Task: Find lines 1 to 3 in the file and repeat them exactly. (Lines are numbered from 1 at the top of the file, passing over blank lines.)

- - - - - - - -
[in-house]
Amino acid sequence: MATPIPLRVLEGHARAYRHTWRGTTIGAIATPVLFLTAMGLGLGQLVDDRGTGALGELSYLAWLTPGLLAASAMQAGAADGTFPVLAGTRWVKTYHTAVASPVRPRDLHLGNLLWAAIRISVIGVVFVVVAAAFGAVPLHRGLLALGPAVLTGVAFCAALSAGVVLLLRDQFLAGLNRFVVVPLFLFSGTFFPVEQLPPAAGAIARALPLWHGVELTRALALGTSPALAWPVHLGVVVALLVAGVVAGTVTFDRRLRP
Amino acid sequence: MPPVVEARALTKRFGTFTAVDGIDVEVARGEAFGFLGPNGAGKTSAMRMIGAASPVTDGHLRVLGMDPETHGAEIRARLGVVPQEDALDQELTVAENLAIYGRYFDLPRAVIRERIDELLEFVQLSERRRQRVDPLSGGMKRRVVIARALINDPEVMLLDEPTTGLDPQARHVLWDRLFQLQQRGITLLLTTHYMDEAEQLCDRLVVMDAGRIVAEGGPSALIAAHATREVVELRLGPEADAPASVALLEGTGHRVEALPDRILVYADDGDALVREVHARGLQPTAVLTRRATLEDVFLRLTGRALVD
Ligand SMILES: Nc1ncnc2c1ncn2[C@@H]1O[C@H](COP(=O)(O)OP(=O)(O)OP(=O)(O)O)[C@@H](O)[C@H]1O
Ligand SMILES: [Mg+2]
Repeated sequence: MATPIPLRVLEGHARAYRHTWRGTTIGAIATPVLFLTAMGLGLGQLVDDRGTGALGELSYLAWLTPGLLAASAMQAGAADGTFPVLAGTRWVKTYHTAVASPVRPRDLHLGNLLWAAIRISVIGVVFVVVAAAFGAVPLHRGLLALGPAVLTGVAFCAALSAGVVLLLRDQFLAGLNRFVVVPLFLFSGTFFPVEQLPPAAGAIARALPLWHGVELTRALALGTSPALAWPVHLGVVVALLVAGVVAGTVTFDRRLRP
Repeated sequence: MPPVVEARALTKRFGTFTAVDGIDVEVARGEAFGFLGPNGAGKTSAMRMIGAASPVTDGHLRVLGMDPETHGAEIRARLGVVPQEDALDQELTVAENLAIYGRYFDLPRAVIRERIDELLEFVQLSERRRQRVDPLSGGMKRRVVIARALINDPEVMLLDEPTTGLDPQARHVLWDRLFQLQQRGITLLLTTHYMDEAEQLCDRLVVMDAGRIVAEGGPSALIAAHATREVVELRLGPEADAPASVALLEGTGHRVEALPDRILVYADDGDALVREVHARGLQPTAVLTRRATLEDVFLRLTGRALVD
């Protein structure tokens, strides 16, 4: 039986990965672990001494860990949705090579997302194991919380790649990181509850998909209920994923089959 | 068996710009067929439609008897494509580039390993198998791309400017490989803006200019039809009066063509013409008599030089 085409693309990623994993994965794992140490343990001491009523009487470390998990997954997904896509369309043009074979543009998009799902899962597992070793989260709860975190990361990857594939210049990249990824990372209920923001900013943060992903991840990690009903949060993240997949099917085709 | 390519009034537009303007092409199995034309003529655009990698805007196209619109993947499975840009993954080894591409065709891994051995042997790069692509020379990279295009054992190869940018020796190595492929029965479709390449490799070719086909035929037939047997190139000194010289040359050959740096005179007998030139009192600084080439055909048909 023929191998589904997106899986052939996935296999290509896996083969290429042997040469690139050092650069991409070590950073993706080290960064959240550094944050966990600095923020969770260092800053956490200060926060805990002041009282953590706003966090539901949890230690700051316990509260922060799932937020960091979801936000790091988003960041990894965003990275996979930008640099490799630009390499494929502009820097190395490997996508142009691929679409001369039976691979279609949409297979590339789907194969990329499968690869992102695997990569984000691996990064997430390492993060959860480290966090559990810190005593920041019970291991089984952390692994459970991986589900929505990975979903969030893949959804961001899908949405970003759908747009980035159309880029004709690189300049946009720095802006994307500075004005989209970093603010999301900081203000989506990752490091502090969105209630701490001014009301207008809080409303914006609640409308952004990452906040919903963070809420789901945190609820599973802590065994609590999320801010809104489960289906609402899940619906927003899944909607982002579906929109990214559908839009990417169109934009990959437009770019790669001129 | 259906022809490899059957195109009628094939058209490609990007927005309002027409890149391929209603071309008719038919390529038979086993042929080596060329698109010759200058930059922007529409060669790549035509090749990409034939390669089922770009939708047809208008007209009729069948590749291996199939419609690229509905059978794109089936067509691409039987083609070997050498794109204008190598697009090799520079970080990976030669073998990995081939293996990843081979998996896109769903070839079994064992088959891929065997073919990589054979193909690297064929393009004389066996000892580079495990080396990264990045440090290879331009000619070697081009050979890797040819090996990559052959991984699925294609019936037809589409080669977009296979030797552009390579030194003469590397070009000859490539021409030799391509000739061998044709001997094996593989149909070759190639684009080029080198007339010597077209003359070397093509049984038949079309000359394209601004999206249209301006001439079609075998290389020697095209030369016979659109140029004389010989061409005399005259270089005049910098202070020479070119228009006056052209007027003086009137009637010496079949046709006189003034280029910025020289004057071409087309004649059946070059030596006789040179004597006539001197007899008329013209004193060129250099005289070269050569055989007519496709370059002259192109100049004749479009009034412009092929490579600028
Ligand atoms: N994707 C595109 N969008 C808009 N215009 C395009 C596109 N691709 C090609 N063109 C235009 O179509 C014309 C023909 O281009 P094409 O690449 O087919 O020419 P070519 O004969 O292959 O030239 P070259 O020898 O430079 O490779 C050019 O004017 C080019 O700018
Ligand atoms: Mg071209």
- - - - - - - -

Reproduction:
[in-house]
Amino acid sequence: MATPIPLRVLEGHARAYRHTWRGTTIGAIATPVLFLTAMGLGLGQLVDDRGTGALGELSYLAWLTPGLLAASAMQAGAADGTFPVLAGTRWVKTYHTAVASPVRPRDLHLGNLLWAAIRISVIGVVFVVVAAAFGAVPLHRGLLALGPAVLTGVAFCAALSAGVVLLLRDQFLAGLNRFVVVPLFLFSGTFFPVEQLPPAAGAIARALPLWHGVELTRALALGTSPALAWPVHLGVVVALLVAGVVAGTVTFDRRLRP
Amino acid sequence: MPPVVEARALTKRFGTFTAVDGIDVEVARGEAFGFLGPNGAGKTSAMRMIGAASPVTDGHLRVLGMDPETHGAEIRARLGVVPQEDALDQELTVAENLAIYGRYFDLPRAVIRERIDELLEFVQLSERRRQRVDPLSGGMKRRVVIARALINDPEVMLLDEPTTGLDPQARHVLWDRLFQLQQRGITLLLTTHYMDEAEQLCDRLVVMDAGRIVAEGGPSALIAAHATREVVELRLGPEADAPASVALLEGTGHRVEALPDRILVYADDGDALVREVHARGLQPTAVLTRRATLEDVFLRLTGRALVD